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Weddings, live performances to have increased capacities with pre-event COVID-19 tests

Weddings, live performances to have increased capacities with pre-event COVID-19 tests

Attendees arrive for their COVID-19 antigen rapid test before a conference held by the Institute of Policy Studies at Marina Bay Sands Convention Centre in Singapore on Jan 25, 2021. (File photo: Reuters/Edgar Su)

SINGAPORE: Marriage solemnisations, wedding receptions and live performances can have increased capacity limits from next month if pre-event testing is implemented for their attendees, Singapore's COVID-19 task force said on Wednesday (Mar 24). 

Attendees who have taken both doses of a COVID-19 vaccine at least two weeks before the event will not have to be tested, said Health Minister Gan Kim Yong, speaking at a press conference held by the multi-ministry task force. 

From Apr 24, the limit for marriage solemnisations will be increased from 100 to 250 attendees, in zones of up to 50 people each, said Minister for Education Lawrence Wong, who is co-chair of the task force. This includes the wedding couple but excludes the licensed solemniser and vendors. 

For solemnisations with more than 100 attendees, the wedding couple will have to be tested before the event, he said. If there are 100 or fewer attendees, pre-event testing is not required. 

The limit for wedding receptions will also be increased from 100 to 250 in zones of up to 50 attendees each, including the couple getting married and excluding vendors, said Mr Wong. 

Due to the higher risk at receptions “where people are unmasked while enjoying their meals and come into close and prolonged contact with one another”, all attendees at wedding receptions with more than 100 people must undergo pre-event testing, said the Ministry of Health (MOH) in a separate press release. 

READ: COVID-19 vaccination now open to Singapore residents aged 45 to 59


The capacity limits for live performances will be increased to 750 people if pre-event testing is in place. Events that do not implement testing can have 250 attendees.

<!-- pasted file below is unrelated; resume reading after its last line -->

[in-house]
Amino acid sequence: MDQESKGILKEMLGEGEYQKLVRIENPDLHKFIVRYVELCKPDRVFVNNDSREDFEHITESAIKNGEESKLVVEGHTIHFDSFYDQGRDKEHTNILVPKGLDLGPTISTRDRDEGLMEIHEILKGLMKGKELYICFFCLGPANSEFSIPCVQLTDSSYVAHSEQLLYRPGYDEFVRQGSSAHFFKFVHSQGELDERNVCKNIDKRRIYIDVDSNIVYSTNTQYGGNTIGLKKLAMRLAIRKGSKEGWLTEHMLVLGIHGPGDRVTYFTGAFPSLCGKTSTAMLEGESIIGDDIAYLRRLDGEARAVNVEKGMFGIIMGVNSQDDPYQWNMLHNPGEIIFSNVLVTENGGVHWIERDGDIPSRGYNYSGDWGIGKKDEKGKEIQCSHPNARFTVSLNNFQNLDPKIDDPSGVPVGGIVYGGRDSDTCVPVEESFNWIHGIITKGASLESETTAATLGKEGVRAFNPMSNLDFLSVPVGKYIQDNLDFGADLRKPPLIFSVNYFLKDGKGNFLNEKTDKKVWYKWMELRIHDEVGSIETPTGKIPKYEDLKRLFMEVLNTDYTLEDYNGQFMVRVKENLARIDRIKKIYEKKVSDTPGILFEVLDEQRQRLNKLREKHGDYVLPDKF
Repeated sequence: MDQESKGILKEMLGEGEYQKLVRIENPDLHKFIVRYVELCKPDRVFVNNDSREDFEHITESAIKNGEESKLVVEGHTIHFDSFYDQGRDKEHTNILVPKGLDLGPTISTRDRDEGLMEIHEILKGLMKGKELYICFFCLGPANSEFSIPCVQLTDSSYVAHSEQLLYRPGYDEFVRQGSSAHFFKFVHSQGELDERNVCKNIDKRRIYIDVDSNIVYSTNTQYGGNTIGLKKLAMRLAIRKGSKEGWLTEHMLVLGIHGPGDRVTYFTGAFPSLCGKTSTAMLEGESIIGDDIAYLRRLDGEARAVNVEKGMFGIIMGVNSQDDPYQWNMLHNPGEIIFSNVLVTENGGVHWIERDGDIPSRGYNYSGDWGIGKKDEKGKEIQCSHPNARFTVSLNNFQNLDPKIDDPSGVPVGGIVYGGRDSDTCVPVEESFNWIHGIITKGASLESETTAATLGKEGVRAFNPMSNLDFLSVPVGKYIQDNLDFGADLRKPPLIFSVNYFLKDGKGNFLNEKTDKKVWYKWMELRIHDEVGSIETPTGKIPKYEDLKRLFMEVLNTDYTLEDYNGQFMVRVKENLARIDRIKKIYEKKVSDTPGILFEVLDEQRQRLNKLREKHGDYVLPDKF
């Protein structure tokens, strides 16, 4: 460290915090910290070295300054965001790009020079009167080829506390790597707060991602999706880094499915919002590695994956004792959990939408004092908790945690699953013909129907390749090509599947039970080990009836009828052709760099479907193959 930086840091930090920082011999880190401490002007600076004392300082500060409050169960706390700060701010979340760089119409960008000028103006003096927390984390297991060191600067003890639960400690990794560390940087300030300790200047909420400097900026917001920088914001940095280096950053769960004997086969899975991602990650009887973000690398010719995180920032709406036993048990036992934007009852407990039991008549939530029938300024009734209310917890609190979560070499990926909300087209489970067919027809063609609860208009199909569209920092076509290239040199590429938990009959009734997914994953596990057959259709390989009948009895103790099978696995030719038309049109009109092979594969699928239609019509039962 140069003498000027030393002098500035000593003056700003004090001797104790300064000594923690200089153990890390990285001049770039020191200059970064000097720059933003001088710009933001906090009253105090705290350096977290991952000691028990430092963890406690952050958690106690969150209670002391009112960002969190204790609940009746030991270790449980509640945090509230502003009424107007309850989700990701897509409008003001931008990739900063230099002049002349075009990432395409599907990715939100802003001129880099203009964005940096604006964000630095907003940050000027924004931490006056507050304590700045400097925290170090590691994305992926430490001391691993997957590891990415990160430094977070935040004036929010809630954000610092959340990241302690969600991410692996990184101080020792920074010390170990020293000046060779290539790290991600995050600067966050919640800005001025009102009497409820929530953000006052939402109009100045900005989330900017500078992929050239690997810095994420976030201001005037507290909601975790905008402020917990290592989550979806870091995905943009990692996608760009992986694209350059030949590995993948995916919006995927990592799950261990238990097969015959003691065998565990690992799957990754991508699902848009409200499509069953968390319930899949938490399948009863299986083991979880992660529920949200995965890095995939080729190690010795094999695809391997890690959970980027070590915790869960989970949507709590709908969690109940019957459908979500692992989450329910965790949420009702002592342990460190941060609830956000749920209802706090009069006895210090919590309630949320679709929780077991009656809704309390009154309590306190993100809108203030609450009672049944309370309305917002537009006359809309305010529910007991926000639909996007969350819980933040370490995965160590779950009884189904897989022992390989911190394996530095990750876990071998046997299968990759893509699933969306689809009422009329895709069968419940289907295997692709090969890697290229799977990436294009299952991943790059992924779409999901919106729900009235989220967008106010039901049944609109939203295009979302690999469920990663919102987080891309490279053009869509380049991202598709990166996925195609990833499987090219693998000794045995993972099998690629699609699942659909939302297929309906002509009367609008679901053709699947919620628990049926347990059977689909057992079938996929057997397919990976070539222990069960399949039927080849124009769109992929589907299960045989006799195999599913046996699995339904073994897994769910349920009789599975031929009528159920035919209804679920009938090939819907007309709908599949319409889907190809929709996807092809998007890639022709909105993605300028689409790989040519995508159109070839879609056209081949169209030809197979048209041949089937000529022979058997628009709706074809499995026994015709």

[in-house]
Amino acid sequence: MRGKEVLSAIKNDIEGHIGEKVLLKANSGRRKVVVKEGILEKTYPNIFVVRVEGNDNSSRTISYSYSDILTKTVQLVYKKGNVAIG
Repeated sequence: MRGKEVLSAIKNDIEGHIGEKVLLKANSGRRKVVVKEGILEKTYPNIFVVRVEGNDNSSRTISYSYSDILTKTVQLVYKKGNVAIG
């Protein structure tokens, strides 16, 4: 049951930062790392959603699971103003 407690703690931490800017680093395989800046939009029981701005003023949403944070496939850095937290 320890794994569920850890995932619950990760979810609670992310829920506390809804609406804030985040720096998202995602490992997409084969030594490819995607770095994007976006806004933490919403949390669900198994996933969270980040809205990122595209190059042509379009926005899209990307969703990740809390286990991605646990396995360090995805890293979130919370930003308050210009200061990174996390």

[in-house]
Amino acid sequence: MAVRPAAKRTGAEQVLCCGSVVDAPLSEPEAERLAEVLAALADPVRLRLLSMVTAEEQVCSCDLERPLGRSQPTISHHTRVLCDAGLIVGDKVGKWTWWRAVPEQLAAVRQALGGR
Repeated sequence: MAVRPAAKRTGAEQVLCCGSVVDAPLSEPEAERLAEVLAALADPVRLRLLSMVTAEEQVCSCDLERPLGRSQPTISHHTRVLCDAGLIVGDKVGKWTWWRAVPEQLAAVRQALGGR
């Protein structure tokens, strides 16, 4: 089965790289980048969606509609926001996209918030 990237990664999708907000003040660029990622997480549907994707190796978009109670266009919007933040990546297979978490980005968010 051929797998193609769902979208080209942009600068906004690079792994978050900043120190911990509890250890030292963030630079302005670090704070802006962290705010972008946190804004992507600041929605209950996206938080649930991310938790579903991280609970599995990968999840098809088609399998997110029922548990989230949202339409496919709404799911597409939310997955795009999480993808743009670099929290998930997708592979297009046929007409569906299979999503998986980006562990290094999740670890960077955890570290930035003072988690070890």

Pilot business-to-business events approved by the Singapore Tourism Board will be allowed to have up to 750 attendees in zones of 50 attendees, if pre-event testing is implemented. These events currently can have up to 250 attendees in zones of 50. 

Seated spectator sport events are currently being piloted and approved by SportSG. They will also be allowed to have 750 spectators if pre-event testing is put in place, said Mr Wong. Those without pre-event testing will be allowed to have up to 250 spectators.

For wakes and funerals, which are currently limited to 30 attendees, the cap will be raised to 50 for the day of burial or cremation. It remains at 30 attendees at any one time for other days of the wake. 

“Because pre-event testing is not required and there could be a large number of persons visiting over the course of the wake and funeral to pay their last respects, attendees are reminded to maintain safe distancing and keep masks on at all times to reduce the risk of spread,” said MOH.

READ: COVID-19: More employees may return to the workplace, split teams not required from Apr 5

Responding to questions on why nightclubs and karaoke joints were not included in these new restrictions, Mr Wong said the Government has not yet decided to resume the pilot for the nightlife industry. 

The pilot for the nightlife industry was put on hold earlier this year when there was a rise in local cases, and the Government will continue to review it, he noted. 

“We are taking a controlled process in resuming activities. Looking at the overall situation, where the infection is, making sure it’s under control, at the same time looking at the overall progress in our vaccination plans,” said Mr Wong. 

“This social gathering limit of a person is actually quite a broad-based measure. Any adjustment to this number has a very broad-based impact on the whole of social interaction, and therefore the risk of transmission goes up significantly,” said Mr Gan.

Meanwhile, the Government is considering “broader guidelines” for those who have been vaccinated, beyond the exemption from pre-event testing, said Mr Wong. 

“The evidence around the world shows that vaccination can help not just to protect yourself but also reduce transmission risk, so we will look at what the guidelines are for vaccinated persons with regard to social activities, interactions as well as travel,” he said. 

Adding that the plan is still a “work-in-progress”, Mr Wong said: “Clearly the direction is towards more flexibilities for those who are vaccinated.” 

Watch the full news conference and Q&A session:

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Source: CNA/hw(cy)


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